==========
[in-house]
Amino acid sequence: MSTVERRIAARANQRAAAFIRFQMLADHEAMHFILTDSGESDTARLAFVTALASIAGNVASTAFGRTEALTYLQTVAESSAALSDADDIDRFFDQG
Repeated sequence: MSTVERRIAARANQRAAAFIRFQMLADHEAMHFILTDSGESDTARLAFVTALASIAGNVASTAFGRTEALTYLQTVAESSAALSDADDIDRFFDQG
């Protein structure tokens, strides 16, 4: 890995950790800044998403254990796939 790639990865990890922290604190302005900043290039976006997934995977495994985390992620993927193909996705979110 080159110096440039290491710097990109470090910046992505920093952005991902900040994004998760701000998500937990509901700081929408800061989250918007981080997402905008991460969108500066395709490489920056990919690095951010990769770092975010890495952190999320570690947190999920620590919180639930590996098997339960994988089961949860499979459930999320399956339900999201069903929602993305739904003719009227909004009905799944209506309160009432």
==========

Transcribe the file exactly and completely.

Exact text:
[in-house]
Amino acid sequence: MSTVERRIAARANQRAAAFIRFQMLADHEAMHFILTDSGESDTARLAFVTALASIAGNVASTAFGRTEALTYLQTVAESSAALSDADDIDRFFDQG
Repeated sequence: MSTVERRIAARANQRAAAFIRFQMLADHEAMHFILTDSGESDTARLAFVTALASIAGNVASTAFGRTEALTYLQTVAESSAALSDADDIDRFFDQG
């Protein structure tokens, strides 16, 4: 890995950790800044998403254990796939 790639990865990890922290604190302005900043290039976006997934995977495994985390992620993927193909996705979110 080159110096440039290491710097990109470090910046992505920093952005991902900040994004998760701000998500937990509901700081929408800061989250918007981080997402905008991460969108500066395709490489920056990919690095951010990769770092975010890495952190999320570690947190999920620590919180639930590996098997339960994988089961949860499979459930999320399956339900999201069903929602993305739904003719009227909004009905799944209506309160009432």